Below is the pencil work for a oil painting I will be starting on this week, and I am thinking about using a camera to show you the various stages of the paintings with notes about what I am doing. I'll see how things go. Some times things are just crazy and I don't think about things like that, but I am going to get a camera/video camera for the studio so it will make it easier.
This has been a wonderful week for me. I am having issues with my blood sugar, but I am seeing the Doc on Wednesday, and it's probably time for a new pill for me, plus, I am tightening up my diet even more. I have felt good thought and my passion and love for art is coming back with me going back to my roots, drawing and painting. I realize it has been almost 2 years since I have picked up a brush, but like with the pencils, I don't think that will be a big issue. It might take a little work to get back to the level I was on, but I think not. We'll see.
I am going to be getting a video camera soon, and I am going to start making video's on how I do a lot of things, as taught to me by Master Horne. Hopefully these will help everyone even more. The tip today is a "Common Sense" art tips, but unless some one has told you this, you might not have thought about it. When drawing a man, it is what you show in the drawing that makes him interesting, such as wrinkles, scar's, and so on. When drawing or painting a woman, it's what you don't show that counts. A good example of this is when I was younger, my grandmother wanted me to do a portrait of her. I worked very hard and very long on it. I made sure I got every feature down pat, including all the wrinkles on her face. When I presented her with it, she was really mad at me, and had nothing nice to say. Lesson learned. When drawing a woman, think glamour and youth. Women are very touchy about these things, as well as the viewers. So unless you are trying to paint an elderly woman in an illustration, the best thing to do is not draw any wrinkles or baggy eyes that you may see in your model, especially if it is a portrait.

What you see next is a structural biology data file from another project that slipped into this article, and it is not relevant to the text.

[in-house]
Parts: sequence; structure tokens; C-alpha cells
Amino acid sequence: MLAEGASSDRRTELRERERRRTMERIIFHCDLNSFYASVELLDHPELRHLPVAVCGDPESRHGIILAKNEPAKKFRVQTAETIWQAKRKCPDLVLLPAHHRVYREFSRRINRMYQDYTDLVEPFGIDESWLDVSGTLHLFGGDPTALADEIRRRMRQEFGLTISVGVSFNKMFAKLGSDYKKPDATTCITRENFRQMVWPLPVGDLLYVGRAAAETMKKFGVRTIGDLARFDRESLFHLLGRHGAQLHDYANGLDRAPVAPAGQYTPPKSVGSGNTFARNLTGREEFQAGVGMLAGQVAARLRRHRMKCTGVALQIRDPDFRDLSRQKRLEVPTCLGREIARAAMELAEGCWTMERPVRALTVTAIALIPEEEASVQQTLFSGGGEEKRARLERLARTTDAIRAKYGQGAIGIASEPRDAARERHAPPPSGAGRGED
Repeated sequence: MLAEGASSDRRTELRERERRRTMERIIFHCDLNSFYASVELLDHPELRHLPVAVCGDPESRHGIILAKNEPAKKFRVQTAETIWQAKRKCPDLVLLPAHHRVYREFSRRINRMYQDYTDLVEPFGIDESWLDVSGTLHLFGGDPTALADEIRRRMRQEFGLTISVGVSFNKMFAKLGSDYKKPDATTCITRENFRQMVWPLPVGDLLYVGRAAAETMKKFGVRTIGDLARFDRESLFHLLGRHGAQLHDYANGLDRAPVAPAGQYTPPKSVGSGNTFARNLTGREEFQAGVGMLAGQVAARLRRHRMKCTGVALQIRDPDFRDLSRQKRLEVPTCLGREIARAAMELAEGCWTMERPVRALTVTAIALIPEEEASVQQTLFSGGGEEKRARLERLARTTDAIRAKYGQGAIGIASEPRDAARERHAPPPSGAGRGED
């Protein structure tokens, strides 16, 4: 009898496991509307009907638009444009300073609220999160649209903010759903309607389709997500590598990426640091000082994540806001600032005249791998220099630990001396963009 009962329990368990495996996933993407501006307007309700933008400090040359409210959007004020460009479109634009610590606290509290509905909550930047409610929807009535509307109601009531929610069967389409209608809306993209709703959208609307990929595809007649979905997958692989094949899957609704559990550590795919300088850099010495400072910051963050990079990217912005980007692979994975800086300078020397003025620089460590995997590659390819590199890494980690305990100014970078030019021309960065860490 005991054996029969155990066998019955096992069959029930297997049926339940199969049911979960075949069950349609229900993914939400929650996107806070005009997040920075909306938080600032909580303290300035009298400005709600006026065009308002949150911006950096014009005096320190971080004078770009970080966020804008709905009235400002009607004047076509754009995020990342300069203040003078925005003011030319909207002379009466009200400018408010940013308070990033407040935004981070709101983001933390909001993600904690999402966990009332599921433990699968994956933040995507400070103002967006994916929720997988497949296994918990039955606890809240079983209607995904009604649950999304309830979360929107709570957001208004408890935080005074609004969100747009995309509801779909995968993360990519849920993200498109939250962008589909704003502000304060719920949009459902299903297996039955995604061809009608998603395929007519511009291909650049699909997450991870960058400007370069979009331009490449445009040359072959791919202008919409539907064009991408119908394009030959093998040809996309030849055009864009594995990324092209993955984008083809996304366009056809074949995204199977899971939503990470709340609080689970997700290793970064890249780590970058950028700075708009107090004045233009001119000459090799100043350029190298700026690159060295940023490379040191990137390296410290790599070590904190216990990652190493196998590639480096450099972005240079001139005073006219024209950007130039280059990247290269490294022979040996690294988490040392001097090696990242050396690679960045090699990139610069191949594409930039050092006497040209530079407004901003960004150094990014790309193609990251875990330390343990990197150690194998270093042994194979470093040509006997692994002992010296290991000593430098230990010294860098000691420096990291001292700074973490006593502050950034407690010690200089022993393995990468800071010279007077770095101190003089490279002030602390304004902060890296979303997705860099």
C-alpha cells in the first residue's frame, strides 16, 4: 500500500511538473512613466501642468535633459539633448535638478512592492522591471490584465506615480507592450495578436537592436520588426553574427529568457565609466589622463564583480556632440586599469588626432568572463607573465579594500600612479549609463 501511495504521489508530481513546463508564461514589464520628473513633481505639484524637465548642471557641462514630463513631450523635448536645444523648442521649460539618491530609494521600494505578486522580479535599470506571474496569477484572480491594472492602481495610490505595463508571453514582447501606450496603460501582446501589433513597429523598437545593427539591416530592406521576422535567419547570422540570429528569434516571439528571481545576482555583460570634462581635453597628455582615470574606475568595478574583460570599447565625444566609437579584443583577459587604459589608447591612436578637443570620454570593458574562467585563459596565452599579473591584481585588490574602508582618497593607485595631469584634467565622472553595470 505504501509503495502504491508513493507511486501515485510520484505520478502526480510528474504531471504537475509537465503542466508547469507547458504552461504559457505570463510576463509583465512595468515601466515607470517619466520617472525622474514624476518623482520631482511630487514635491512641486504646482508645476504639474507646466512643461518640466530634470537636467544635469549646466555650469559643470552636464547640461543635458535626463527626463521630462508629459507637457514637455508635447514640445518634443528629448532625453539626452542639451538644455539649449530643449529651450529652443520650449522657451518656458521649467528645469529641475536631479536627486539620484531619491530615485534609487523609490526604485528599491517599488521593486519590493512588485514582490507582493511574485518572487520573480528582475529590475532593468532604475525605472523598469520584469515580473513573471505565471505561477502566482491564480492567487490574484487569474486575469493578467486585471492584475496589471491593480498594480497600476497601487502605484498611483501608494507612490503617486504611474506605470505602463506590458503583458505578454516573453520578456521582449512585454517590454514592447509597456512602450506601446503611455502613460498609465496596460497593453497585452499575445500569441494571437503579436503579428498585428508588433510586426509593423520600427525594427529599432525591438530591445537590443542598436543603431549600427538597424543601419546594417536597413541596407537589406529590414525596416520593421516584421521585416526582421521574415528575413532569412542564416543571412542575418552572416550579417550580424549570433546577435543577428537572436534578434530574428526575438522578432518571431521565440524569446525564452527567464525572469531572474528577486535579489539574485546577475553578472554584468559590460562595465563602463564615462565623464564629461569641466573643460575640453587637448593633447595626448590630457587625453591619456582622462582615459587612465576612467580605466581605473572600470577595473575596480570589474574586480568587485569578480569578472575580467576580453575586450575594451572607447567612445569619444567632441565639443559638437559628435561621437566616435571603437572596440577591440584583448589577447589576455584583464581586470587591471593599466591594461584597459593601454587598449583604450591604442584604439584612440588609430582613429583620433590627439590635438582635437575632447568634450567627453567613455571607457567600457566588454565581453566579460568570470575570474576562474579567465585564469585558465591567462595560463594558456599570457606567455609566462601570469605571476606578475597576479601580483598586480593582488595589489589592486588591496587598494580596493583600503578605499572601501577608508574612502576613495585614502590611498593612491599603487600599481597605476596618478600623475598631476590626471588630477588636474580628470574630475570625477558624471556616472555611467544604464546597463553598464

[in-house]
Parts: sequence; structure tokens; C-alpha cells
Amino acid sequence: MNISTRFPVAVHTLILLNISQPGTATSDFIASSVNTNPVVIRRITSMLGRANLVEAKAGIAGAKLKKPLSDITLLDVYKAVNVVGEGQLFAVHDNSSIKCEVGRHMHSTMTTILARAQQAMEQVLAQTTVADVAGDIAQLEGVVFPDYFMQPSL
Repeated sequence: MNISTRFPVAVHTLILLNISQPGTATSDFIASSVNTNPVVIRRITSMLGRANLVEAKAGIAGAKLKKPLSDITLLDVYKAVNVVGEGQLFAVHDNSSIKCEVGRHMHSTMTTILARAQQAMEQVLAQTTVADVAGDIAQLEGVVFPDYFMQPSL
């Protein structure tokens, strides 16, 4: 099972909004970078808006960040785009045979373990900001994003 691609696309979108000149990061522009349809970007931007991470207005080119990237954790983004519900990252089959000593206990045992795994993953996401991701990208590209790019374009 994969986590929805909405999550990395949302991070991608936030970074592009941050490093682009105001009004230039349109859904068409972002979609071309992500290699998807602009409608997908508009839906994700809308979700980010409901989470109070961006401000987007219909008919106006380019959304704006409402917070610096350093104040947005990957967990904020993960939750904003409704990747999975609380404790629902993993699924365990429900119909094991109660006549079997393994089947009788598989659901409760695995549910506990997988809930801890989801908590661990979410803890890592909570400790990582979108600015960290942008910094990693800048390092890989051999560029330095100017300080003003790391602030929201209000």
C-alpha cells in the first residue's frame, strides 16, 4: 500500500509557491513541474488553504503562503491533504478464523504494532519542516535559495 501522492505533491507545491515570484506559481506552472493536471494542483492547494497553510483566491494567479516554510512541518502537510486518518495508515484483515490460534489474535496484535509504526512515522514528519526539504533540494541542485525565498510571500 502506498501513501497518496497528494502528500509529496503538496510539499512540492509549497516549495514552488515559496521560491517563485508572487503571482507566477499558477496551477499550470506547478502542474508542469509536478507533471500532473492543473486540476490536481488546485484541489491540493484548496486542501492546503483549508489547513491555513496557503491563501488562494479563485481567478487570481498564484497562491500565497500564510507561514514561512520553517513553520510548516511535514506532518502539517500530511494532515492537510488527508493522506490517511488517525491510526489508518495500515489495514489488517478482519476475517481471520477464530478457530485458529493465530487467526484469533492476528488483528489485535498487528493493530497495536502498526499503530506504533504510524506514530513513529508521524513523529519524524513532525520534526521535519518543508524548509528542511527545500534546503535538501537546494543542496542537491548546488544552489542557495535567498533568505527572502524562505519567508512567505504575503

The next tip is this. When drawing, think real life. For instance, let's say Conan was a real person. Now if your painting him, you must remember that he is a warrior, and very likely got to town very little, or even took a lot of baths. So when you draw or paint him, his sword might have a little rust on it, bloodstains, or even little kinks in the blade. His face is probably going to be smudge with dirt or blood. His clothes will be torn, dirty, and have blood stains. His horse is not going to be beautiful, Conan would not have time to brush him or her, nor the desire too. His shield is going to be filled with dents, dirt and blood. Are you starting to get the picture now? This would apply to any character you would be painting or drawing. You have to think about their circumstances and so on. There is nothing glamorous about killing a living being, so learn to use emotions in there faces, like anger, hurt, regret and even smiles. Each little thing, no matter how suttle it is, makes a big difference and matters.
Thank you for stopping by. It is always a pleasure to share with you. See you soon, "Peace and Blessings" and "May the Darkness Comfort You."